His work has been influenced by the New Topographics movement of the 1970s, photographers like Lewis Baltz and Robert Adams, whom he encountered during his studies in Rennes. Baltz’s stark images represented an America of concrete walls and vast industrial warehouses, far from the picturesque images in tourist guidebooks. “Lewis Baltz was taking photos of the landscape which is in transition, in this in-between space; not the beautiful landscape, but it was about the place and the moment captured there. It wasn’t the image you wanted to give about the country, but its reality.”

It is this concern with portraying the world around him, warts and all, which motivates him. “I’m not interested in creating a photographic report on the beauty of Malta or France. I’m not interested in taking photos of sunsets over Valletta but it’s more how can I live in a country, how can I live in this instant, how can I be there, at this point in time.”

I tell him the momentary sense of belonging in a space and in time is something many other immigrant artists have reflected upon and he may be part of the peripatetic movement of people. He admits this, pointing to the ‘A’ on his ID card. “Now I say I come from France - that’s easier. I used to live in Paris for a long time, but, today, I cannot say I’m a Parisian, since I don’t live out my routine there, and in Malta I cannot say I’m Maltese. So, I’m just in-between and I like that. You can have distance: you’re here and you’re not here.”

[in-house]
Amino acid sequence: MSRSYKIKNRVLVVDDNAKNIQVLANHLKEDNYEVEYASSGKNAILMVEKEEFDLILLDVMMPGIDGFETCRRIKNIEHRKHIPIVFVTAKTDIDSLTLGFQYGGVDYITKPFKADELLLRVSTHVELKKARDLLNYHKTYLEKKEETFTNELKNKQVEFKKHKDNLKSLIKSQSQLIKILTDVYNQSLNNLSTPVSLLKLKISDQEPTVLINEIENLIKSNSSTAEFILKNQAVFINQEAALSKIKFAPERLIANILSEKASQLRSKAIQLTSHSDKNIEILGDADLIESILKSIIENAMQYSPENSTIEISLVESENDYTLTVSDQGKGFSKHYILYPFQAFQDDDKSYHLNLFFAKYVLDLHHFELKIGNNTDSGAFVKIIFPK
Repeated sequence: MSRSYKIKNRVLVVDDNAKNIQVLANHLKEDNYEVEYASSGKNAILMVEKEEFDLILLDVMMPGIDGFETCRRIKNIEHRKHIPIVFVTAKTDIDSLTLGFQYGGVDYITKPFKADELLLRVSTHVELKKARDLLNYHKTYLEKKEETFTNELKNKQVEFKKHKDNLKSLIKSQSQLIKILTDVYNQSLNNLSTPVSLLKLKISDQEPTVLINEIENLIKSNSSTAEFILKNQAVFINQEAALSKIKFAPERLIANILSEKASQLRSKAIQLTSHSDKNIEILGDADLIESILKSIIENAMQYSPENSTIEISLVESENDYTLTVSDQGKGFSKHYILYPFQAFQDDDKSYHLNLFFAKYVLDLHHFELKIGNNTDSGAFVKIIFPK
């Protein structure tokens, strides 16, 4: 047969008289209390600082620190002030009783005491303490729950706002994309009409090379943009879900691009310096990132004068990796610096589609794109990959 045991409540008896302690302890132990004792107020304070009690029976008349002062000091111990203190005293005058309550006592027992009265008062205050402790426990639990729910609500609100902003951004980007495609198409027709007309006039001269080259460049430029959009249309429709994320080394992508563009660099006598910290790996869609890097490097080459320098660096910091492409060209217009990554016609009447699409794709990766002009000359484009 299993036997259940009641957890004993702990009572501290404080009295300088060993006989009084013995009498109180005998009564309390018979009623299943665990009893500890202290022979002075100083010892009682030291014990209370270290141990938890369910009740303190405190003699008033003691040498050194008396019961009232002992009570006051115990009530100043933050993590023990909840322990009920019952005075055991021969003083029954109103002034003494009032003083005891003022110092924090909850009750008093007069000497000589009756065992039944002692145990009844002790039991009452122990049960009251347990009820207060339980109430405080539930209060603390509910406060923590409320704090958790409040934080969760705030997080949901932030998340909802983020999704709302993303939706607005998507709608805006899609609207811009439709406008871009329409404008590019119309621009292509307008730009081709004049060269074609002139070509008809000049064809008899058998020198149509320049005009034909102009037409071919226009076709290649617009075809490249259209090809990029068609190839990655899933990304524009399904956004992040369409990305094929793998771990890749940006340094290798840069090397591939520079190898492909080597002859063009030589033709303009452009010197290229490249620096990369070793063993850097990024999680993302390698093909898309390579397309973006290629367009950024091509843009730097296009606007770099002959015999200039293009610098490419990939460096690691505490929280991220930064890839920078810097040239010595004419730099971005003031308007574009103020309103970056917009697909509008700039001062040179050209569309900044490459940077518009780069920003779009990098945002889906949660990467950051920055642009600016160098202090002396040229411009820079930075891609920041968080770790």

The flow of people, Cyril says, makes it more difficult to address the issue of belonging because the landscape itself is shifting. “For my grandparents, the answer to that question was easier - they lived in a small village and they didn’t move a lot.  Today it’s different: we live in cities; we move abroad, and the landscape changes.”

In Cyril’s work, the landscape is peripatetic, impermanent and fragile, allowing him to peel away the layers of the past. He shows me a series of photos he calls ‘palimpsests’ – extreme close-up images, some of them abstract in their detail – which map out time. The traces in the rocks mirror the history of man’s influence on the land and you get the feeling the image is a result of a unique confluence of the angle of light and colour.

Everything alters, according to Cyril, even our cities, towns and streets, depending on the mood, the weather or the light. “There’s something new in the same thing.” He says this is truer in Malta than it is in Paris, due to the vernacular nature of the architecture, which reflects local building methods and stone. As a result, he points out, spaces change constantly, and even houses are moulded and adapted with changing times, resulting in homes shaped like ‘Tetris’ structures. “Like this house I live in, our bathroom is above our neighbours’ storage room.”

For Cyril, this is the role of the artist: to ask questions and help people see things differently. “When you’re used to living in the same place, you don’t see your environment, you forget it, and the artist’s role is to guide you to look again at the same thing,” he says.

By the time I leave Cyril’s workshop, it’s almost noon, the soft mid-morning sun having given way to a harsher light, transforming a familiar street into something new.

This feature originally appeared in The Commercial Courier